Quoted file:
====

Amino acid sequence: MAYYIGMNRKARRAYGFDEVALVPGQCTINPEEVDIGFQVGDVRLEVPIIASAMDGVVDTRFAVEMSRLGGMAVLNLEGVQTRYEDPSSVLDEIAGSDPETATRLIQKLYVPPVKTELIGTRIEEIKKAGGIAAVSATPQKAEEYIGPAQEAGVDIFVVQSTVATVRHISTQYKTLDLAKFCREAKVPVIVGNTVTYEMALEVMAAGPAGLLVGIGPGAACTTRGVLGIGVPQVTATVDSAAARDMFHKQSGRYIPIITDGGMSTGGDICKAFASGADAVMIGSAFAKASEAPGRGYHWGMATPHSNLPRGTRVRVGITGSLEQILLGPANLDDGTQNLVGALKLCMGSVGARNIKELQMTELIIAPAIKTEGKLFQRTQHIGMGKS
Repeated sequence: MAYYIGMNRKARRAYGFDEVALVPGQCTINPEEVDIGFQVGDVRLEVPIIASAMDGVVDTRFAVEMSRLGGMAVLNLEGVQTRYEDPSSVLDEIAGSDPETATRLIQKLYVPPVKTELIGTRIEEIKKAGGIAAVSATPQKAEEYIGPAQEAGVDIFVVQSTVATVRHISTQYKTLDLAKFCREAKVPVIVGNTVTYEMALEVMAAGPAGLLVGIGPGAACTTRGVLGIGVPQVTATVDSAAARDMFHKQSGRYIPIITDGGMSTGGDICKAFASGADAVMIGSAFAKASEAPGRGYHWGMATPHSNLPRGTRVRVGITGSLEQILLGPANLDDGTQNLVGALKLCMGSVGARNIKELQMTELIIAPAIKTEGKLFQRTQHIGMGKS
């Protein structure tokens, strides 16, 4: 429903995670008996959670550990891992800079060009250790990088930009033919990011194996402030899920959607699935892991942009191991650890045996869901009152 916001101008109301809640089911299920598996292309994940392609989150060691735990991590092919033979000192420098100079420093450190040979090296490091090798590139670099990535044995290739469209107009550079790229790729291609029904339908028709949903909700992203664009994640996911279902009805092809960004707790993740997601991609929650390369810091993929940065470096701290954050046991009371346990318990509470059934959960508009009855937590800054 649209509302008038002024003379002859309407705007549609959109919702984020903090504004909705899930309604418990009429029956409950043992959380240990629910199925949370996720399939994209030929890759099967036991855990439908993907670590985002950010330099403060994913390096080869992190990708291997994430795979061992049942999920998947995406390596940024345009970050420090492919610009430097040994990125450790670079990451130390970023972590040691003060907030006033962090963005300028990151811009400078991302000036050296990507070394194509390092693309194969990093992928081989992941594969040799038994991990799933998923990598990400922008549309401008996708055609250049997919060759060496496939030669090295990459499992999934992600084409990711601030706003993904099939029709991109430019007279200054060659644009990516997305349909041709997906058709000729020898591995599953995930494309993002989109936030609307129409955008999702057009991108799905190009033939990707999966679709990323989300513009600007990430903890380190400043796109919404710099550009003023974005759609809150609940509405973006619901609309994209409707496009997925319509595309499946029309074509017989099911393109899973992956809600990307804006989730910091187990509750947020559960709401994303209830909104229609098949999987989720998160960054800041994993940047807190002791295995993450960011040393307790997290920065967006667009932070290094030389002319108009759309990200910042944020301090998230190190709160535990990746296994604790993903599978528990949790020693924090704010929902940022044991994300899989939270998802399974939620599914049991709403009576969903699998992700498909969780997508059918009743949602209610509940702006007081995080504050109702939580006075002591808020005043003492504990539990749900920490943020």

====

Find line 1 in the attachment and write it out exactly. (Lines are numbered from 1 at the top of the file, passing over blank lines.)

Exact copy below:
Amino acid sequence: MAYYIGMNRKARRAYGFDEVALVPGQCTINPEEVDIGFQVGDVRLEVPIIASAMDGVVDTRFAVEMSRLGGMAVLNLEGVQTRYEDPSSVLDEIAGSDPETATRLIQKLYVPPVKTELIGTRIEEIKKAGGIAAVSATPQKAEEYIGPAQEAGVDIFVVQSTVATVRHISTQYKTLDLAKFCREAKVPVIVGNTVTYEMALEVMAAGPAGLLVGIGPGAACTTRGVLGIGVPQVTATVDSAAARDMFHKQSGRYIPIITDGGMSTGGDICKAFASGADAVMIGSAFAKASEAPGRGYHWGMATPHSNLPRGTRVRVGITGSLEQILLGPANLDDGTQNLVGALKLCMGSVGARNIKELQMTELIIAPAIKTEGKLFQRTQHIGMGKS